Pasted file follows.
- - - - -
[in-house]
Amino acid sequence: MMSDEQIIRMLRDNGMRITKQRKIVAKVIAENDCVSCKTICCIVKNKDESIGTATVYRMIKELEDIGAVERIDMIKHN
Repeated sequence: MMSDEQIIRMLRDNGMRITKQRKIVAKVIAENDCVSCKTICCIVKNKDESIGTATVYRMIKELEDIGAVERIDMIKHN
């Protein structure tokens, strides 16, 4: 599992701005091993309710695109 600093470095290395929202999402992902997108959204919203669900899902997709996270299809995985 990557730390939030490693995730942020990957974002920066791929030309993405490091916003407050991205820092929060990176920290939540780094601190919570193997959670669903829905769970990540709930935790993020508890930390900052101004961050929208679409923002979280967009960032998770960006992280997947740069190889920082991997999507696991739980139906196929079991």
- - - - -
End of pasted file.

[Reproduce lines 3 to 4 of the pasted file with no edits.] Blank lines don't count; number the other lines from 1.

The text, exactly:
Repeated sequence: MMSDEQIIRMLRDNGMRITKQRKIVAKVIAENDCVSCKTICCIVKNKDESIGTATVYRMIKELEDIGAVERIDMIKHN
């Protein structure tokens, strides 16, 4: 599992701005091993309710695109 600093470095290395929202999402992902997108959204919203669900899902997709996270299809995985 990557730390939030490693995730942020990957974002920066791929030309993405490091916003407050991205820092929060990176920290939540780094601190919570193997959670669903829905769970990540709930935790993020508890930390900052101004961050929208679409923002979280967009960032998770960006992280997947740069190889920082991997999507696991739980139906196929079991």